Should a driverless vehicle, an iCar by Apple for example, be programmed to make moral decisions? That’s the question Robert Newman sets out to answer in his short article ‘Can Robots Be Ethical?’ in Philosophy Now Magazine. Could an iCar decide, if only two options were available, between slamming into a broken down minivan filled with a family of six, or swerving to avoid them and consequently running over an individual pedestrian?

The article is a response to claims made by some computer scientists that morality can be reduced to coding. This reminds me of “Three Laws of Robotics” developed by science fiction author Isaac Asimov, who felt that most stories about breakthroughs in artificial intelligence ended either in the demise of humanity or the destruction of machines. It’s a dead end one way or another. His three laws are thought to be a path towards avoiding such an apocalyptic fate.

If you’re not familiar with the three laws they are: (1) A robot may not injure a human being or, through inaction, allow a human being to come to harm (2) A robot must obey the orders given it by human beings except where such orders would conflict with the First Law; (3) A robot must protect its own existence as long as such protection does not conflict with the First or Second Laws.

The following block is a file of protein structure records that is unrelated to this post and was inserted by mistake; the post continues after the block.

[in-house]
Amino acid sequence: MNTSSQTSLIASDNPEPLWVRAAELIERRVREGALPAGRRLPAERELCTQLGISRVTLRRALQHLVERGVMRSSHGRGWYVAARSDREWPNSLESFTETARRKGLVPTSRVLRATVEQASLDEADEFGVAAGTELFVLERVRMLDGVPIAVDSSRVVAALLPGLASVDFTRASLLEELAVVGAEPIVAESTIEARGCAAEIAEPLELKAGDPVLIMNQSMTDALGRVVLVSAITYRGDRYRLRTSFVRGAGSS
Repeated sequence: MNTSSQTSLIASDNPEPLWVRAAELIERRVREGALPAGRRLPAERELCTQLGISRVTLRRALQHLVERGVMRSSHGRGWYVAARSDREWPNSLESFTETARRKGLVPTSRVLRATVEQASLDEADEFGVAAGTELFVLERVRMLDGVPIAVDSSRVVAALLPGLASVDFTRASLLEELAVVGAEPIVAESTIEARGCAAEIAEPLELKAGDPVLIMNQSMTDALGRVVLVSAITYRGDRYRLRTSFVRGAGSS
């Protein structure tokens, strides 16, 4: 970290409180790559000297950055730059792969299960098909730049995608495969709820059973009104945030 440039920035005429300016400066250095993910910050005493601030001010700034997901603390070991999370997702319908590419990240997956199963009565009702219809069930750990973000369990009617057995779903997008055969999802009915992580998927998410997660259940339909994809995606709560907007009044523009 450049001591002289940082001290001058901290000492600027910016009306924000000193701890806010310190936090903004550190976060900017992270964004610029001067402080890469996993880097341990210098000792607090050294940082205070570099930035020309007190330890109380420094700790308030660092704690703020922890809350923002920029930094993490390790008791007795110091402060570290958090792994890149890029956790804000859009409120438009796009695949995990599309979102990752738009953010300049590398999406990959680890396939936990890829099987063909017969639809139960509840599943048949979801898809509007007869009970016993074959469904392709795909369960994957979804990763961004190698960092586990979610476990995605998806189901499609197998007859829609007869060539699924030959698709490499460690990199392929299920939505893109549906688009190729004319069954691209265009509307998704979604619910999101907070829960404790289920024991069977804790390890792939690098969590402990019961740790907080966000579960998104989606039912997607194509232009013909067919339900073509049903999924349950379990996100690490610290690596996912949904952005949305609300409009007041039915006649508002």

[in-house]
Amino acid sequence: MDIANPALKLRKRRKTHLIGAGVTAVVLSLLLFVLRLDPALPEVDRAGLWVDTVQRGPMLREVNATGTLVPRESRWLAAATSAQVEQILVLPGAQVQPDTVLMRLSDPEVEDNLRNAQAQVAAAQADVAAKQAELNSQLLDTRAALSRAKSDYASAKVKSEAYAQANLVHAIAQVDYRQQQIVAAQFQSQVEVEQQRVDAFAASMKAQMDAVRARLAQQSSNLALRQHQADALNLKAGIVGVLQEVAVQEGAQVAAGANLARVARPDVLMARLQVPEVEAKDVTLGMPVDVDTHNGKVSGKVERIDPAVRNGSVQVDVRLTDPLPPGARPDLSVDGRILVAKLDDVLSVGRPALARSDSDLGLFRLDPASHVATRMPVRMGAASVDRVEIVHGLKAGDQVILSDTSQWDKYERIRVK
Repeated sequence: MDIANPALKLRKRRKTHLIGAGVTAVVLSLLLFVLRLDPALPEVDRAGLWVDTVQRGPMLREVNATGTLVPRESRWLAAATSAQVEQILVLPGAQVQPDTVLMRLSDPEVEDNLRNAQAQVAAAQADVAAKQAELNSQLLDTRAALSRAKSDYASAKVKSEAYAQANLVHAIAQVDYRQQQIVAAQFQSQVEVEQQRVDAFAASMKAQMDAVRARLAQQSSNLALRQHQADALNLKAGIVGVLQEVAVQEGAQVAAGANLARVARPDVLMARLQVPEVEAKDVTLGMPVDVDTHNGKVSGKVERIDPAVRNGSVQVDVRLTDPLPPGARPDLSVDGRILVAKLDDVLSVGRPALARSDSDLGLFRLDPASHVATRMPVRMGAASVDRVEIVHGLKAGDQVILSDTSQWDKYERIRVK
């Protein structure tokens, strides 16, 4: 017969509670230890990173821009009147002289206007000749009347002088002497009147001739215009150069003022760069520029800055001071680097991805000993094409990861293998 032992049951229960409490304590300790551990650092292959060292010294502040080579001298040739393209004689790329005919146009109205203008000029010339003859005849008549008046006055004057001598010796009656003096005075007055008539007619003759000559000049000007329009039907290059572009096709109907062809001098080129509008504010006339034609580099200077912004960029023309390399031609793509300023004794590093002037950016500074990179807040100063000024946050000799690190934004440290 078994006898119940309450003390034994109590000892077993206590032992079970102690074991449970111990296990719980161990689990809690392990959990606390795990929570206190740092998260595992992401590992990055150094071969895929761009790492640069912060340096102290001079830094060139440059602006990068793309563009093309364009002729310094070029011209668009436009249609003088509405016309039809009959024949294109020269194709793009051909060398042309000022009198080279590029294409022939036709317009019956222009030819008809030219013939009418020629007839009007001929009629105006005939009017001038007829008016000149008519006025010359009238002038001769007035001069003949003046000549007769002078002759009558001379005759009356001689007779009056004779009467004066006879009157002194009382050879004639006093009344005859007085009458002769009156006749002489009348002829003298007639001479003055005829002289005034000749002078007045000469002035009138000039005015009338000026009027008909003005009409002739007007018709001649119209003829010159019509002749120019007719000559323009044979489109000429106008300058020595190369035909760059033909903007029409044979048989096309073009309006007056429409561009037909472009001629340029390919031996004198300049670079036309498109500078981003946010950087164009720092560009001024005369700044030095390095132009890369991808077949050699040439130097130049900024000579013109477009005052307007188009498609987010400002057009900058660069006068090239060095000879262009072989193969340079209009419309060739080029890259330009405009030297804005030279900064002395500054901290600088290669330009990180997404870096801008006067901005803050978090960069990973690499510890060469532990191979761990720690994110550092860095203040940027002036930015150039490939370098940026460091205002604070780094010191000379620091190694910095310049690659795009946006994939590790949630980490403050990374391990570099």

There are lots of problems with these laws, as many have pointed out, mainly that ethical decisions are far more complex and nuanced than a few basic parameters will allow for. Consider an example, what if injuring a human allows a robot to save the lives of countless other humans? Though it would violate the first law, would it not make sense for a law enforcement robot (think Robo Cop) to take out a gunner attempting mass murder? But if we allow the robot to violate the first law then what standards could be put in place to keep the machine from eliminating any person whose death would somehow benefit civilization?

In a comical piece about Asimov’s three laws, author David Langford suggests that government is more likely to program the following operating rules into their machinary: “(1.) A robot will not harm authorised Government personnel but will terminate intruders with extreme prejudice. (2.) A robot will obey the orders of authorised personnel except where such orders conflict with the Third Law. (3.) A robot will guard its own existence with lethal antipersonnel weaponry, because a robot is [expletive] expensive.”

From a Christian perspective, morality cannot be reduced to an algorithm. We don’t believe there will ever be an iChristian, for example. That’s because Scripture teaches that humans are uniquely moral in the fact that we are created in the image of God (Genesis 1:27), we are witnesses of his eternal power and divine nature in creation (Romans 1), we have his moral law written on our hearts (Romans 2), and we are recipients of his revelation that instructs us in all issues related to life and godliness (2 Peter 1:3).

Robert Newman’s article ends by concluding that the phrase ‘ethical robots’ is a contradiction in terms. It’s like calling something a round square. While Apple may have introduced us to Siri, I don’t think anyone would trust her to determine whom they should marry, or any other number of significant decisions that involve moral reasoning for that matter. Morality is central to what it means to be human. And to understand that we look, not to Apple, but to our moral source, to God himself.